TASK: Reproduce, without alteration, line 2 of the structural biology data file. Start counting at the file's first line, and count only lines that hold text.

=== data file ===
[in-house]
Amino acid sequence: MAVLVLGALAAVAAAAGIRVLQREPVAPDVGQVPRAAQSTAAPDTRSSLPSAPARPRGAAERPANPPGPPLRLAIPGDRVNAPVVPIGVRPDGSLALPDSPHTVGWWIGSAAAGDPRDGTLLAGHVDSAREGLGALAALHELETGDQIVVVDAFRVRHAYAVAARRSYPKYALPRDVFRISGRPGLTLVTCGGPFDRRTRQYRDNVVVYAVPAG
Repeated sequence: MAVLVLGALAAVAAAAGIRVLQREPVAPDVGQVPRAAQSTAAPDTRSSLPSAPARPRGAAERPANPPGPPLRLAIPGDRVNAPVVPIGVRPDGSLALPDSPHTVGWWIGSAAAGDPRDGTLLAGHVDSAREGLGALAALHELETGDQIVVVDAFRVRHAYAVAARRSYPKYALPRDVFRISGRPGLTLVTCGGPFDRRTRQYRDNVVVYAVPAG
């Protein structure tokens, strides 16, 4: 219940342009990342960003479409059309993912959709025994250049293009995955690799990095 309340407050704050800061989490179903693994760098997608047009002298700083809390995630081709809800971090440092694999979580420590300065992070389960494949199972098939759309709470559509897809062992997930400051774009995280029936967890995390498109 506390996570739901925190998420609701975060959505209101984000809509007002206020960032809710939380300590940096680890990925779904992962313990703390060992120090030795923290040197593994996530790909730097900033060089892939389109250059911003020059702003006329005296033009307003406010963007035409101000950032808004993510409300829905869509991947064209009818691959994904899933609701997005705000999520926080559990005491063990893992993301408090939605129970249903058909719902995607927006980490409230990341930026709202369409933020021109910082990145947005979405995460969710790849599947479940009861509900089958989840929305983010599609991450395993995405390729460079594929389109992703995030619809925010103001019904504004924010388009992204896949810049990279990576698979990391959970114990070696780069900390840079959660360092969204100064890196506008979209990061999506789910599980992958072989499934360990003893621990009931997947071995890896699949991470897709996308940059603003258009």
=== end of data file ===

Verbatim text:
Amino acid sequence: MAVLVLGALAAVAAAAGIRVLQREPVAPDVGQVPRAAQSTAAPDTRSSLPSAPARPRGAAERPANPPGPPLRLAIPGDRVNAPVVPIGVRPDGSLALPDSPHTVGWWIGSAAAGDPRDGTLLAGHVDSAREGLGALAALHELETGDQIVVVDAFRVRHAYAVAARRSYPKYALPRDVFRISGRPGLTLVTCGGPFDRRTRQYRDNVVVYAVPAG